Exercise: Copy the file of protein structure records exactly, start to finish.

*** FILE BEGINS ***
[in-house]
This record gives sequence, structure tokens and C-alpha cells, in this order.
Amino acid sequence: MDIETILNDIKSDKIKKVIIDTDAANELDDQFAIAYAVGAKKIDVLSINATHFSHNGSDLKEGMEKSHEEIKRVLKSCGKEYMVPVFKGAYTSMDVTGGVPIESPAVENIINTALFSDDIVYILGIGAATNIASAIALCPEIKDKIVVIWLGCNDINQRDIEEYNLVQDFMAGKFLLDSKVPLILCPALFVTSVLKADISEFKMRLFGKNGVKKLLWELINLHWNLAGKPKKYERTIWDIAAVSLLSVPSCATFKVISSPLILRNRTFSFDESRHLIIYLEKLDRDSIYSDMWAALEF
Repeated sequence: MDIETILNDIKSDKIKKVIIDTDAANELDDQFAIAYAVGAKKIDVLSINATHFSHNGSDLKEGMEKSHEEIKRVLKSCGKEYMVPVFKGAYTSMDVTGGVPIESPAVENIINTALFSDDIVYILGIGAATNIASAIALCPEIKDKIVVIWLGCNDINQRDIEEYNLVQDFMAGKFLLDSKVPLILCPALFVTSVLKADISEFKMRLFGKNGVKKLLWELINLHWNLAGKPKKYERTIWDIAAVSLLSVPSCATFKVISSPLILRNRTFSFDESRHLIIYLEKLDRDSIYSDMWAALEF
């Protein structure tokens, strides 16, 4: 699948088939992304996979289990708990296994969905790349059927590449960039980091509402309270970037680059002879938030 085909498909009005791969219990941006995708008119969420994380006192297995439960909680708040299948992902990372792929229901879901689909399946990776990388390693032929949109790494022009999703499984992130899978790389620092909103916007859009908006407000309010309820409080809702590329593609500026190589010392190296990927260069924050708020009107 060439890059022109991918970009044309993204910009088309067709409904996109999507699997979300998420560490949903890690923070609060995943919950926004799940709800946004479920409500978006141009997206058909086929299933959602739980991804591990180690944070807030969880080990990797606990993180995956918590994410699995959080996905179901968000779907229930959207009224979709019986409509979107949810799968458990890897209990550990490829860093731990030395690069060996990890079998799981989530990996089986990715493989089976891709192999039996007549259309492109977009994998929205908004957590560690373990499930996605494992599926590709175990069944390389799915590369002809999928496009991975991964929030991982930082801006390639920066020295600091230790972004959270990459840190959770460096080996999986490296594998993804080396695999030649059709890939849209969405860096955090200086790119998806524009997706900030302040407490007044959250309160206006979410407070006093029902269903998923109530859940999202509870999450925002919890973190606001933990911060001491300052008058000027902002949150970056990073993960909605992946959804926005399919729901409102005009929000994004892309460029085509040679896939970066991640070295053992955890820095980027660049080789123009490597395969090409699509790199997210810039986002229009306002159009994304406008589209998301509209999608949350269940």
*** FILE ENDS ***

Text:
[in-house]
This record gives sequence, structure tokens and C-alpha cells, in this order.
Amino acid sequence: MDIETILNDIKSDKIKKVIIDTDAANELDDQFAIAYAVGAKKIDVLSINATHFSHNGSDLKEGMEKSHEEIKRVLKSCGKEYMVPVFKGAYTSMDVTGGVPIESPAVENIINTALFSDDIVYILGIGAATNIASAIALCPEIKDKIVVIWLGCNDINQRDIEEYNLVQDFMAGKFLLDSKVPLILCPALFVTSVLKADISEFKMRLFGKNGVKKLLWELINLHWNLAGKPKKYERTIWDIAAVSLLSVPSCATFKVISSPLILRNRTFSFDESRHLIIYLEKLDRDSIYSDMWAALEF
Repeated sequence: MDIETILNDIKSDKIKKVIIDTDAANELDDQFAIAYAVGAKKIDVLSINATHFSHNGSDLKEGMEKSHEEIKRVLKSCGKEYMVPVFKGAYTSMDVTGGVPIESPAVENIINTALFSDDIVYILGIGAATNIASAIALCPEIKDKIVVIWLGCNDINQRDIEEYNLVQDFMAGKFLLDSKVPLILCPALFVTSVLKADISEFKMRLFGKNGVKKLLWELINLHWNLAGKPKKYERTIWDIAAVSLLSVPSCATFKVISSPLILRNRTFSFDESRHLIIYLEKLDRDSIYSDMWAALEF
């Protein structure tokens, strides 16, 4: 699948088939992304996979289990708990296994969905790349059927590449960039980091509402309270970037680059002879938030 085909498909009005791969219990941006995708008119969420994380006192297995439960909680708040299948992902990372792929229901879901689909399946990776990388390693032929949109790494022009999703499984992130899978790389620092909103916007859009908006407000309010309820409080809702590329593609500026190589010392190296990927260069924050708020009107 060439890059022109991918970009044309993204910009088309067709409904996109999507699997979300998420560490949903890690923070609060995943919950926004799940709800946004479920409500978006141009997206058909086929299933959602739980991804591990180690944070807030969880080990990797606990993180995956918590994410699995959080996905179901968000779907229930959207009224979709019986409509979107949810799968458990890897209990550990490829860093731990030395690069060996990890079998799981989530990996089986990715493989089976891709192999039996007549259309492109977009994998929205908004957590560690373990499930996605494992599926590709175990069944390389799915590369002809999928496009991975991964929030991982930082801006390639920066020295600091230790972004959270990459840190959770460096080996999986490296594998993804080396695999030649059709890939849209969405860096955090200086790119998806524009997706900030302040407490007044959250309160206006979410407070006093029902269903998923109530859940999202509870999450925002919890973190606001933990911060001491300052008058000027902002949150970056990073993960909605992946959804926005399919729901409102005009929000994004892309460029085509040679896939970066991640070295053992955890820095980027660049080789123009490597395969090409699509790199997210810039986002229009306002159009994304406008589209998301509209999608949350269940």